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The International Olympic Committee issued a set of guidelines on Thursday to strengthen a rule that bars athletes from certain forms of political protest at the 2020 Summer Games in Tokyo.
What they're saying... The Committee warns: "No kind of demonstration or political, religious or racial propaganda is permitted in any Olympic sites, venues or other areas."
- Activism such as kneeling, political hand gestures and wearing or holding signs or armbands is not allowed at fields of play, in the Olympic Village, during medal or other official ceremonies.
- But, but, but: So long as athletes follow local laws, they're permitted to express themselves at press conferences, in interviews, at team meetings and on digital and traditional media platforms.
The committee states that "disciplinary action will be taken on a case-by-case basis as necessary" for those who violate the guidelines.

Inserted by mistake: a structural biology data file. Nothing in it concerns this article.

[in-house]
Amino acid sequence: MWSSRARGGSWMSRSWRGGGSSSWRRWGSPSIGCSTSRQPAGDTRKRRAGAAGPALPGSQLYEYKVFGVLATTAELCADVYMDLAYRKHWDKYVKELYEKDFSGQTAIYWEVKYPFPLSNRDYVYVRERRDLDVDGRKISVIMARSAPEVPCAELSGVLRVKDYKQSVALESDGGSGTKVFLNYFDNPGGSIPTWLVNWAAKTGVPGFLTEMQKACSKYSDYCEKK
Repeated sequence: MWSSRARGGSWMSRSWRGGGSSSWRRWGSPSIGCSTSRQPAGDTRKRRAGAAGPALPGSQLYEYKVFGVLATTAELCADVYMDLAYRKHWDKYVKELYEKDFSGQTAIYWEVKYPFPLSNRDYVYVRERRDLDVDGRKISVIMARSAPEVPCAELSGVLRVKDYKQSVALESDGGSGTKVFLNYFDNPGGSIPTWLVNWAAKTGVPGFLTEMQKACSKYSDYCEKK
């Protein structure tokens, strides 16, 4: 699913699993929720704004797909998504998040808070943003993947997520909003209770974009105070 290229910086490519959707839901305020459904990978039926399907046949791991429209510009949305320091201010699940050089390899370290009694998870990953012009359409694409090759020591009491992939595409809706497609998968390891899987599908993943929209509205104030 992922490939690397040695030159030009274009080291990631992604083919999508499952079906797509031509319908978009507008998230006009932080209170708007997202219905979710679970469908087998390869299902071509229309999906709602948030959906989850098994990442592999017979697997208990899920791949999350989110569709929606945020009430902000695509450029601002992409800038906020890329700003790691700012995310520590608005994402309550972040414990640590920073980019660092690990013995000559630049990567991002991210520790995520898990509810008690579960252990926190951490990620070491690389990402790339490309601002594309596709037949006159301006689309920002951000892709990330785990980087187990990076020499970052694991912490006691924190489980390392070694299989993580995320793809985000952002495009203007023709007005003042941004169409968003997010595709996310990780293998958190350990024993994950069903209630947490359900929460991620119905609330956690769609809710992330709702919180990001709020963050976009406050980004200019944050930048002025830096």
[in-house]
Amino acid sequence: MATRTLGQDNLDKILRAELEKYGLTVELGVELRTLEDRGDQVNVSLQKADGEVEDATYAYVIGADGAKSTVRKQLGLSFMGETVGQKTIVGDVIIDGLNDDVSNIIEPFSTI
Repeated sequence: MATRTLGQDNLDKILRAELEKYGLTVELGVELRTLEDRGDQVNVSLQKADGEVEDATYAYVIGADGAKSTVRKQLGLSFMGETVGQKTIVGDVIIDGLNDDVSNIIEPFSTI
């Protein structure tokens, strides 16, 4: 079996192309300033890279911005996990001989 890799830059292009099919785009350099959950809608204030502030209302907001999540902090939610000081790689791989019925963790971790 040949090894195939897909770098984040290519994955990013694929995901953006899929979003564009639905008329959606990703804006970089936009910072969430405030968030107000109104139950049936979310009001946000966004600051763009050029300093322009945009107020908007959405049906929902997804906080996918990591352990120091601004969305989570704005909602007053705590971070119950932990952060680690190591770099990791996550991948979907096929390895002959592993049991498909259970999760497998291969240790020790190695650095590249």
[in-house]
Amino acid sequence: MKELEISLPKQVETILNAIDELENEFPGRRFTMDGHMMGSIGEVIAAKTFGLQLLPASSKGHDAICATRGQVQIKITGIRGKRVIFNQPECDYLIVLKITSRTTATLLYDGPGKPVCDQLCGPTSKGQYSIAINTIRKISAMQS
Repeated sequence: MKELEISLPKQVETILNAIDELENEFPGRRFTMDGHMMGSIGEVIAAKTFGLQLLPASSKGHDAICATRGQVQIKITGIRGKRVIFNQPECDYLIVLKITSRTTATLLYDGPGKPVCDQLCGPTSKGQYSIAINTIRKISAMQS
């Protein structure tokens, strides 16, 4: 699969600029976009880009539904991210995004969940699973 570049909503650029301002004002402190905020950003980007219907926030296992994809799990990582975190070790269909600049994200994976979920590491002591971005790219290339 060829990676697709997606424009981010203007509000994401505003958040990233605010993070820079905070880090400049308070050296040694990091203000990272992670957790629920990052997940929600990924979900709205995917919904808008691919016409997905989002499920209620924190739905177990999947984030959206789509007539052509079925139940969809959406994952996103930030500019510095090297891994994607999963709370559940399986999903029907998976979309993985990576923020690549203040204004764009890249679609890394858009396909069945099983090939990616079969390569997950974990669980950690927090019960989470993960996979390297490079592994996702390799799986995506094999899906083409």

Between the lines: Sporting events, including the Olympics, have a lengthy history of attracting political protests. In the U.S., former NFL quarterback Colin Kaepernick kneeled during the national anthem in 2016 to protest racial injustice, sparking a national dialogue on the issue.
- In 1968, American sprinters Tommie Smith and John Carlos raised their fists on the medal stand at the Games in Mexico City, per the Washington Post.
- Ethiopian marathoner Feyisa Lilesa showed support for civil rights protestors in his home country by crossing his wrists at the finish line during the 2016 Olympic Games, the Washington Post notes.
- American fencer Race Imboden and hammer-thrower Gwen Berry faced probation from the U.S. Olympic and Paralympic Committee last year over protesting during the national anthem.